A Lesson Plan on Fossilization
Lesson: What is Fossilization?
Notes for the leader/teacher:
We recommend that you say as little as possible in each lesson, giving
your students opportunities to think and express their own ideas.
Dialogue is included in bold and italics. Things you would do during the lesson are in CAPITAL LETTERS.
Goal: To experience how fossils are formed
- An inexpensive fossil if you have one.
- Shrimp shell (A workable fossil substitute)
- Escargot shell (A workable fossil substitute)
- Plaster of Paris
- Pitcher of water
- Fine sand- must be fine enough to go through the sifter
- Waterproof container-small disposable aluminum baking pans work well.
- Small plastic or rubber dinosaur
lesson plan has 2 parts. For part 2 click on the link at the bottom of
the page that reads fossilization Lesson Plan Part 2; Fossil Excavation.
Part 1; The Process of Fossilization
the lesson: Mix a small amount of fine sand with the plaster of Paris.
DO NOT ADD WATER. Put about a third of the dry mixture in a water proof
container. Separate the remaining mixture into two containers. Mix a
small amount of dry tempera paint to create different shades of brown.
Mix the colors into the containers to make two distinct colors of
powdery sand so the layers will show as different “soil” as it is added.
Introduction To Fossilization:
- PASS AROUND
SOME SAMPLE FOSSILS. If possible, have examples of both cast and mold
varieties. For an even better impression, try to have a sample that is
the positive/negative impression of both cast and mold of the same
fossil. How are fossils formed? What do you notice about these
fossils? What seems the same? What seems different? How do you think the
discussion could include experiences they might have had: making
playdoh molds, baking a bundt cake, making molded candies or a Jell-O
mold. In fact, for fun, you could have a snack ready of a jello mold for
the end of the lesson. If you can find a lobster mold, you’d even be
keeping with the theme!
- Scientists think
that life in the ancient seas might have been similar to modern sea life
in many ways. The water would have been salty. There would have been
lots of plant life for animals to feed on. There would have been
animals, but in the ancient times, there were only the kinds of animals
that had no backbones. We call these invertebrates. These animals often
had skeletons on the outside of their bodies, an exoskeleton. We know
about them because of fossilization.Continue your
discussion, painting the picture of an ancient sea habitat. Talk about
the animal species that would have made the seas their home. Compare
them to modern animals that might have similar characteristics. Ask the
students to imagine what would have happened to the animals’ bodies when
they died. As they fell to the sea floor their shells would have become
buried and filled with the soft sand of the ocean bottoms. This is
where we begin to answer the question “How does fossilization take
- BRING OUT THE PREPARED CONTAINER OF PLASTER OF PARIS. This
is a model of the ancient sea floor. It is soft, sandy and powdery. The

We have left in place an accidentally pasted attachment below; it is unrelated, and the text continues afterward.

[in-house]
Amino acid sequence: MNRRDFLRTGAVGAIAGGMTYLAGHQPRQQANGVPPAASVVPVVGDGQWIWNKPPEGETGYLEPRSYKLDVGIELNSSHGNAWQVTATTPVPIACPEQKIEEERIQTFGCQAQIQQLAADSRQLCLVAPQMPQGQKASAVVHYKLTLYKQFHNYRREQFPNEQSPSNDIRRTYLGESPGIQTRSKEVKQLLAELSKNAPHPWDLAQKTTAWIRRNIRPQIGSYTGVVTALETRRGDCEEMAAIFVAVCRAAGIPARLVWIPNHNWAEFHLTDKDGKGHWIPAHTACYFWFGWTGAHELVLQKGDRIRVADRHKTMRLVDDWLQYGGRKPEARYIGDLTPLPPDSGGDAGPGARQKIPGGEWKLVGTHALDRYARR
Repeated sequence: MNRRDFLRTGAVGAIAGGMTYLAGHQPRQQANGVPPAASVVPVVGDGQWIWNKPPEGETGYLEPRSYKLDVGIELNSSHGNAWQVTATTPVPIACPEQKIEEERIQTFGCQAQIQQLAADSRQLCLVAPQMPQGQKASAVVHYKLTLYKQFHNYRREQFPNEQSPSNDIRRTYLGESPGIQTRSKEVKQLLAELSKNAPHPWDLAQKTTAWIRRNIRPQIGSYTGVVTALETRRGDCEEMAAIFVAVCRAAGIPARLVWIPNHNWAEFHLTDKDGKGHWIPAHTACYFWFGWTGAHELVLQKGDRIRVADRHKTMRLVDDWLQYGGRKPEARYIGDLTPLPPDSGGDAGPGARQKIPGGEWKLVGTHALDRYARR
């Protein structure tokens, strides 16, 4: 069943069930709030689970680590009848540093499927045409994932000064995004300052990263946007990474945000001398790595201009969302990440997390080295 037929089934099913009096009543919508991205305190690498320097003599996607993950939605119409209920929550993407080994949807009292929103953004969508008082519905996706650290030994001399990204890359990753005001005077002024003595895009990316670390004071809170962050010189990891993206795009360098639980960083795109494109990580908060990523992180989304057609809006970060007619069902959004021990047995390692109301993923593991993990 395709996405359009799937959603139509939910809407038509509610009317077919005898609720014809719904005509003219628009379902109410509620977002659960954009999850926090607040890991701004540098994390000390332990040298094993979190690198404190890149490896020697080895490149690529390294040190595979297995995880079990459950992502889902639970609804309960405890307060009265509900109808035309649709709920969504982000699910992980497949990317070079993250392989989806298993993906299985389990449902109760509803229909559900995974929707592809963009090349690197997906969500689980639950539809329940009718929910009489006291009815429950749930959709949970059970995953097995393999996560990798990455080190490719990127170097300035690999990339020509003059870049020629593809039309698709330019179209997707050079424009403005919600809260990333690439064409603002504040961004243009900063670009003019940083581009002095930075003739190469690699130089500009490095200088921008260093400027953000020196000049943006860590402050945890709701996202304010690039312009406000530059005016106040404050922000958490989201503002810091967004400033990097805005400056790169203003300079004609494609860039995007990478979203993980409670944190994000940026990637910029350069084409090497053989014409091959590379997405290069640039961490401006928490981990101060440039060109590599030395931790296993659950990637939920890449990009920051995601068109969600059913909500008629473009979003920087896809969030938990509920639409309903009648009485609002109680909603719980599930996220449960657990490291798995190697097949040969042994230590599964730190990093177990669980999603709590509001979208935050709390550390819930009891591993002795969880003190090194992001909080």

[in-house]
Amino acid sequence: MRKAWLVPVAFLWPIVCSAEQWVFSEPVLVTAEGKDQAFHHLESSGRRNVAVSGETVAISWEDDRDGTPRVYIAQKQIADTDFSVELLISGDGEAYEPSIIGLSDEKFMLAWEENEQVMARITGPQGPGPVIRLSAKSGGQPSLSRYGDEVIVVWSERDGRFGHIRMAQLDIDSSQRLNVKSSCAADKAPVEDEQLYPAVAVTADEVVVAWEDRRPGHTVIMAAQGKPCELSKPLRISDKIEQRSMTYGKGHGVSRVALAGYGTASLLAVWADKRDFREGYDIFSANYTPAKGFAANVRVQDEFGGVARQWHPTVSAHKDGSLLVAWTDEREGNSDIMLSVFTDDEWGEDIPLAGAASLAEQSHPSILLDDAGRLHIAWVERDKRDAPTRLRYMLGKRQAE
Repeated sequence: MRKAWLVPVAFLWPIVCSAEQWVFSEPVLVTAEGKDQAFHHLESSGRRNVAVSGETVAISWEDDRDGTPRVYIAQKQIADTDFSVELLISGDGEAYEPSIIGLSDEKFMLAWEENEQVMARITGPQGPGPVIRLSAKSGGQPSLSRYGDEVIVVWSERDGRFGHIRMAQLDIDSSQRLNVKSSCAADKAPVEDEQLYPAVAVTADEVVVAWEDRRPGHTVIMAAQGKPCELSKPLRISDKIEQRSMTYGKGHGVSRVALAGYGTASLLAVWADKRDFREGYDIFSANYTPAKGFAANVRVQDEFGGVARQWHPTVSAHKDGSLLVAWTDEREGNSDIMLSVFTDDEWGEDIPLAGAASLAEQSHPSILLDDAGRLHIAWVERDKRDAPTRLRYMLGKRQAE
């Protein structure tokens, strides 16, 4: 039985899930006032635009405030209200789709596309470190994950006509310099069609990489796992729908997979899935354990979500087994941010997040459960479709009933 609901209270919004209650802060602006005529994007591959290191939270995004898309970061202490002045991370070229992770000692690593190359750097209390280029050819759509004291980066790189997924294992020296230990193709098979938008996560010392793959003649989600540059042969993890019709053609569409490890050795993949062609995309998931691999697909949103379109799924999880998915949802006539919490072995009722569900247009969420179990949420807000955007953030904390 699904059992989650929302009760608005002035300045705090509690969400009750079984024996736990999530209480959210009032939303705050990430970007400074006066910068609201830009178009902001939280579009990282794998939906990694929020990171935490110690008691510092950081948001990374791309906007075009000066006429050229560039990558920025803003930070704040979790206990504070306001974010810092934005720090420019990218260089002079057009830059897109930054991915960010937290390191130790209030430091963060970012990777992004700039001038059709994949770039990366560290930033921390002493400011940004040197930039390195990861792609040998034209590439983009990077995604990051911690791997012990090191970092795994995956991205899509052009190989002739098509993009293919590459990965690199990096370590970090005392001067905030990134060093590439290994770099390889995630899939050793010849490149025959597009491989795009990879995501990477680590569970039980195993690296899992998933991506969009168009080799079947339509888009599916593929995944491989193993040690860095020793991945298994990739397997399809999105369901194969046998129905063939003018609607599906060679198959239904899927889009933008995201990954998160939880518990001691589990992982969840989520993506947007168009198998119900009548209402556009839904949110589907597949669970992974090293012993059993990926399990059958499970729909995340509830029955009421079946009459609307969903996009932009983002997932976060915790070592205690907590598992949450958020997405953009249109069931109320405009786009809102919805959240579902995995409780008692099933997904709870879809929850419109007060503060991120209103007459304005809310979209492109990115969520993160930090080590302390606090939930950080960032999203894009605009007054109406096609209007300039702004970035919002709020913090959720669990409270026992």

only difference is that it isn’t wet. This will be the final resting
place of our shellfish. PLACE THE SHELLS IN THE DRY PLASTER OF PARIS.
- POUR A SMALL AMOUNT OF WATER ONTO THE LAYER OF PLASTER OF PARIS AND SHELLS. Adding
water reminds us that this is a model of the ancient ocean. The ancient
animals’ bodies would be exposed to ocean currents and wave movement on
the sea floor. As the soft body decomposed or became some other
animal’s dinner, the hard shell would fill up with sediments and mineral
- USING THE SIFTER, SIFT A
SMALL AMOUNT OF THE REMAINING PLASTER AND SAND EVENLY OVER THE WATER,
ALLOWING IT TO SINK IN AND COVER THE SHELLS. Sand and other sediments would eventually cover the ancient animals’ bodies.
TO SIFT THE PLASTER UNTIL A SOFT, MUD IS FORMED. (Keep adding the
plaster until all of the water is soaked up. The plaster will now dry
fairly quickly. Plaster of Paris sets up in about 30 minutes.)
process could take a day a week, or even thousands or millions of
years. Over time, the ancient sea might begin to dry up. There are lots
of reasons this could have happened: movements of the earth’s crust,
changes in temperature or volcanic actions could all change the depths
of the ancient waters.
- TAKE A PLASTIC OR RUBBER DINOSAUR AND MAKE AN IMPRINT OF THEIR FOOT PRINTS. As
the water level got lower and lower, muddy swamps and the thick
vegetation they grew made good homes for species that could breathe the
air, reptiles. As they walked or crawled through the swamps, their heavy
bodies made tracks in the soft mud.
is a long slow process. It takes many thousands or millions of years
for a fossil to form. Minerals in the water are left in tiny holes or
pores in the shell or bone. Eventually one molecule at a time the
minerals replace the original materials. What is left is a stone that
looks exactly like the shell or bone that once was.
THE PLASTER TO DRY. You could proceed immediately using a prepared tray
that is already hardened or you could end the lesson here and return to
it when the tray is dry.
Fossilization Lesson Plan Part 2; Fossil Excavation
More fossil lesson plans